With these 2 files, the rest was a piece of cake. In ProShow, I added the two files to a slide and moved the layers so the left sides of the squares were lined up on the left side of the screen just barely out of sight, making sure both layers had identical horizontal pan settings. I then sent both layers over to -100. They traveled as if joined at the hip. Job done, hair still on head.

Here are the results:

One-third of the way across

Two-thirds of the way across

Published in: on November 20, 2011 at 1:00 pm  Comments (2)  
Tags: , ,

The ProShow joys of Paste Into

Have you ever created a gradient in one slide that you’d love repeating in several other slides? Here’s how:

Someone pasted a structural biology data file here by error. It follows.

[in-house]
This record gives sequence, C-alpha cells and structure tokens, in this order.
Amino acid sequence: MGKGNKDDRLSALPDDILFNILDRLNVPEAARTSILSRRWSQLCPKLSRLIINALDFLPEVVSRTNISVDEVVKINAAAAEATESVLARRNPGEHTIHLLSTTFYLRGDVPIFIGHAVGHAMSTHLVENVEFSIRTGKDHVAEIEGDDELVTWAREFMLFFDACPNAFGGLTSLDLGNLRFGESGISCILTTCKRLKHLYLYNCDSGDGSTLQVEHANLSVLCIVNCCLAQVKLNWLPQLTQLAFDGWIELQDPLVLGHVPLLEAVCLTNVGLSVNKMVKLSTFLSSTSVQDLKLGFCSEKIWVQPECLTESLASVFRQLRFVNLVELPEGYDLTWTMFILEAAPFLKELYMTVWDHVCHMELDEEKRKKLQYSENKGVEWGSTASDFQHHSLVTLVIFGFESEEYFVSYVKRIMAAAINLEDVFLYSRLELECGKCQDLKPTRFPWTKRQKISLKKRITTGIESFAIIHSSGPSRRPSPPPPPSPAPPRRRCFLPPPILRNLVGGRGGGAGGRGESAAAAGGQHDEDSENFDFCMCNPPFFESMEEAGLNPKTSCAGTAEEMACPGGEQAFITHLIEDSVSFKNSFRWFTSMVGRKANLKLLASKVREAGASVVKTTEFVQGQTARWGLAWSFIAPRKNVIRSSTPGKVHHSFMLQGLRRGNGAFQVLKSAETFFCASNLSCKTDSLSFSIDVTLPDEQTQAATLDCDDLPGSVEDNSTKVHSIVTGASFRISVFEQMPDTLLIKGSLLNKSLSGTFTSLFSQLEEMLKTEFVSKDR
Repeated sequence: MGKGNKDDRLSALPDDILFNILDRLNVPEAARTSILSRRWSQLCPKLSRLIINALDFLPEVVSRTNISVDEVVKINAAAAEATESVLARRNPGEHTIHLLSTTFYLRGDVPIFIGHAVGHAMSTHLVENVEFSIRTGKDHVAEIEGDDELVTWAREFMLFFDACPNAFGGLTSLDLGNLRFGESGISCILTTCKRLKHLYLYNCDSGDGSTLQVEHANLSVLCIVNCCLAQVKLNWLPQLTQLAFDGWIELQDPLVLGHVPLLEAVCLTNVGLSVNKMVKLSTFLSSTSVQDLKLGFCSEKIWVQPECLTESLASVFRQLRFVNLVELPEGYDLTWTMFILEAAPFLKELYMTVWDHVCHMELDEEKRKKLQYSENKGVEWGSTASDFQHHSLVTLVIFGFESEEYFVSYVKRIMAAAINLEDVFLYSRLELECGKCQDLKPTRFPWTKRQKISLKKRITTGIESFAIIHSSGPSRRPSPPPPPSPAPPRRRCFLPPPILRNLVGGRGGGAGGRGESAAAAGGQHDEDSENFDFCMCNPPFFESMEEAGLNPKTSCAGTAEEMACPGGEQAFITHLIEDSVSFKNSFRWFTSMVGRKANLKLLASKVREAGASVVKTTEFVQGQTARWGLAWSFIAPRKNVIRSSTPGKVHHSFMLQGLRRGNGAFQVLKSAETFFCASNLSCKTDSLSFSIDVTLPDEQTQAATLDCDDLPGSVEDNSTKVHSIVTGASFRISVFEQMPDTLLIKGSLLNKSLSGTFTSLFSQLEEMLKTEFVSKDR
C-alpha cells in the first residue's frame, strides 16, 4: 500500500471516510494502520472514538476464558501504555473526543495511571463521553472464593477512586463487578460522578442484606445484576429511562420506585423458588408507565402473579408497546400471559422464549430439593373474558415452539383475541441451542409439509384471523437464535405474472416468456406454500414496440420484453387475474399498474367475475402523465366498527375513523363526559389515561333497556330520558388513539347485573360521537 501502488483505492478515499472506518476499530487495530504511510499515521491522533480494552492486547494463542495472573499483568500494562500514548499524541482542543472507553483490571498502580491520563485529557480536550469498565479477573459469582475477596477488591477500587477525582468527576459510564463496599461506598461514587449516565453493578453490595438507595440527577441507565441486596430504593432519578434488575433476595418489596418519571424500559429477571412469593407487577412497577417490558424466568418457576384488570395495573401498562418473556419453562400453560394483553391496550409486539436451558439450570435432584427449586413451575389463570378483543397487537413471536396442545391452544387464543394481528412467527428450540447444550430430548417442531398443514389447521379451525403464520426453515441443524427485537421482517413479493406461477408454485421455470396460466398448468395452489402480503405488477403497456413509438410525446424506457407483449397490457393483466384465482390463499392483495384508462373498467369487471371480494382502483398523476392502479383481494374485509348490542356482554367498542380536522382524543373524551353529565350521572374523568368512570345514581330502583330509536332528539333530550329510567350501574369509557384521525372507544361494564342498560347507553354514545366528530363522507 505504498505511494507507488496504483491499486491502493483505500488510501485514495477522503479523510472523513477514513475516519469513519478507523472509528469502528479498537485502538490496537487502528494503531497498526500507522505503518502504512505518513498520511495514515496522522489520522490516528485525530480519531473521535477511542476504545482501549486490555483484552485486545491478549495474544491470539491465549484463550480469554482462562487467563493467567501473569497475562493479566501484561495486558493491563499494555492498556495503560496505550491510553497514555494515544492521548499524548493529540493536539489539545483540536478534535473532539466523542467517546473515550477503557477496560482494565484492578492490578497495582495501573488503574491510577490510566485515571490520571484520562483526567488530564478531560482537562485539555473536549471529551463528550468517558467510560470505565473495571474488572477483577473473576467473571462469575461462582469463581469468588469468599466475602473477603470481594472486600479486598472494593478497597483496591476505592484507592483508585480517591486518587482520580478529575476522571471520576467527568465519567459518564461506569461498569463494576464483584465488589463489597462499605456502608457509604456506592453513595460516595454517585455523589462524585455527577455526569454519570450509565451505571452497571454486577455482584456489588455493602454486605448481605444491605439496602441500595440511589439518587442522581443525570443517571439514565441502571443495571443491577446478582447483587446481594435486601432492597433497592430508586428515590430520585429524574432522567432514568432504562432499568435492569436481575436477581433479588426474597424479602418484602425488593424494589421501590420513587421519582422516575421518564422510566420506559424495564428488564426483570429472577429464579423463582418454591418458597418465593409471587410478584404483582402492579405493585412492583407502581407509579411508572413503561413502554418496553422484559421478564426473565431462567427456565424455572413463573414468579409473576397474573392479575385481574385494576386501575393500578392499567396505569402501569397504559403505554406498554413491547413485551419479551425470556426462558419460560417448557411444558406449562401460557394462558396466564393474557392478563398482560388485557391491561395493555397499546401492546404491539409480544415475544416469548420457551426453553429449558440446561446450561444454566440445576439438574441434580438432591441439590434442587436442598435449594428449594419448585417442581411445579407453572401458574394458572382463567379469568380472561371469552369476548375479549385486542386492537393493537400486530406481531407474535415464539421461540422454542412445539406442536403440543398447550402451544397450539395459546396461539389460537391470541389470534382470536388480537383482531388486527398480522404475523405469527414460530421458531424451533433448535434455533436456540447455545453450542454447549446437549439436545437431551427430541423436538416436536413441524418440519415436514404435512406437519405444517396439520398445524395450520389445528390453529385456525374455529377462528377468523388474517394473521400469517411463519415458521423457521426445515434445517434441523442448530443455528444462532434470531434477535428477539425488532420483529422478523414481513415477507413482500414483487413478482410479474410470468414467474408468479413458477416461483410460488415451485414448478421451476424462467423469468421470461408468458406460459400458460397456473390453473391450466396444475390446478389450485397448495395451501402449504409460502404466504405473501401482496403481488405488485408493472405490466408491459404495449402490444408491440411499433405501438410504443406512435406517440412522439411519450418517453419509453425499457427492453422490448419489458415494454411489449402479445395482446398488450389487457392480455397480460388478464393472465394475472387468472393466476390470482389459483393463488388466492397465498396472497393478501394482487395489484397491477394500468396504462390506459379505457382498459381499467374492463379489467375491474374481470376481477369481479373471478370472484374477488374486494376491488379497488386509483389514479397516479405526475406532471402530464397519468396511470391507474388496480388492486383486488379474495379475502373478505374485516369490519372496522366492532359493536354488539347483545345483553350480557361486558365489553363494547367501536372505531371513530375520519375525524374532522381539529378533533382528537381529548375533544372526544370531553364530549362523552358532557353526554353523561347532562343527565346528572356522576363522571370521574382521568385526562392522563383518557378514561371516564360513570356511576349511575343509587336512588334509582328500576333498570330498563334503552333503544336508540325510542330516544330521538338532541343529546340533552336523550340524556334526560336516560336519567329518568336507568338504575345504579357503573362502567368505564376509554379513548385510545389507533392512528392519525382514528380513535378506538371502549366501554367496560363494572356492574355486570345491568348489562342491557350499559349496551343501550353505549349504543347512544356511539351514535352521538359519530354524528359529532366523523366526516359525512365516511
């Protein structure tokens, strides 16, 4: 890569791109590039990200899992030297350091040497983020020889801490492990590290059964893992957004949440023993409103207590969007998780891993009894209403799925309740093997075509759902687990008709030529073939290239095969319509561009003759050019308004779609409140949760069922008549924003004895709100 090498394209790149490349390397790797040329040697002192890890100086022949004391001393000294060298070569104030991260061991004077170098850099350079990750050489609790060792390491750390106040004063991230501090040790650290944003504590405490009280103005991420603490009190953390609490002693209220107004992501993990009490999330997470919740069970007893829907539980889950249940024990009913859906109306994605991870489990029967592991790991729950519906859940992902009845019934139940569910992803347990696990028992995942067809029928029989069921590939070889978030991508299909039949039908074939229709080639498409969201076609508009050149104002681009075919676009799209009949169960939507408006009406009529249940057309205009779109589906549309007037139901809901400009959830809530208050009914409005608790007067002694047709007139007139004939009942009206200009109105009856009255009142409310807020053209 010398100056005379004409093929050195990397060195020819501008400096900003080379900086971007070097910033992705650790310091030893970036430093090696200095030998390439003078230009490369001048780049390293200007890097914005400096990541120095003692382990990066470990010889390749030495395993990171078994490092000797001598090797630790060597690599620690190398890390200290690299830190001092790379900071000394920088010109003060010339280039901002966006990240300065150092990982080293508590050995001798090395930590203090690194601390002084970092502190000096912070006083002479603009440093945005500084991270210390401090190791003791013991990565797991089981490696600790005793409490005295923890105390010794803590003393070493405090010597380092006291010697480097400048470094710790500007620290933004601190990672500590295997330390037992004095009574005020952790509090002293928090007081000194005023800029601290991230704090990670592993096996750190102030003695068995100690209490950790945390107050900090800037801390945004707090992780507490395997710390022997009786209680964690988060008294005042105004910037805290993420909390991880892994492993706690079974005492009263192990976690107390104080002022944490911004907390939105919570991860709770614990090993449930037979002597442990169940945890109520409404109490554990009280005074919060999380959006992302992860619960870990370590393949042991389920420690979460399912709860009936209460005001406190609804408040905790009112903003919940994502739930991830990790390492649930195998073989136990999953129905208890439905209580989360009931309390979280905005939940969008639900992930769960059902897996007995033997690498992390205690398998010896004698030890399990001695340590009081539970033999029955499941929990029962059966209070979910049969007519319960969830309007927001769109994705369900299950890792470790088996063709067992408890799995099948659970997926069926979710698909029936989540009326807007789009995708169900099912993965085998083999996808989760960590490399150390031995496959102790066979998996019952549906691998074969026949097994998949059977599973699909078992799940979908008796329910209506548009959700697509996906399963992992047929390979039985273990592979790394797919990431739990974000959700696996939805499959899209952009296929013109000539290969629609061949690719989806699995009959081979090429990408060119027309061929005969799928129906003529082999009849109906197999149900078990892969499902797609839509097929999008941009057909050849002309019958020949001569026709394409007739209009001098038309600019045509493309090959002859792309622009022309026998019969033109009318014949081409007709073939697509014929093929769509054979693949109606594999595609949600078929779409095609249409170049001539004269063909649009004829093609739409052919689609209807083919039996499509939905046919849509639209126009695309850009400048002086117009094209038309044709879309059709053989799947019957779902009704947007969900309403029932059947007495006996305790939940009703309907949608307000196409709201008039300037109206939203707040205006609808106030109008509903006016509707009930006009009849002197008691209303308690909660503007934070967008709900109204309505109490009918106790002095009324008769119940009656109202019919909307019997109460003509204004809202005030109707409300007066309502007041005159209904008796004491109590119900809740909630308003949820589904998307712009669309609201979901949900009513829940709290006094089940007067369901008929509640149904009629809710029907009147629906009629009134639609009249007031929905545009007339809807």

Add a blank slide immediately following the one with the gradient.

  1. Highlight the layer with the gradient, and use Copy End to Next Slide to place the gradient in the blank slide.
  2. Select the gradient slide and press Control+C to copy it.
  3. Right-click slide 8 and choose Paste Into. Do the same with slides 15, 20, and 32.

The results are the same as when using the copy screen–the gradient will land in the top layer, and just as with the copy screen, you’ll move the gradient down to where you want it.

These directions take as long as the Copy screen, but it’s nice to have alternatives. I use Paste Into when developing styles, sometimes isolating a masking setup in its own slide so that whenever I need to repeat it, I can use Paste Into and bypass both the Copy screen and even the Options screen.

Published in: on September 9, 2011 at 9:53 am  Comments Off  
Tags: , , ,

Get every new post delivered to your Inbox.

Join 550 other followers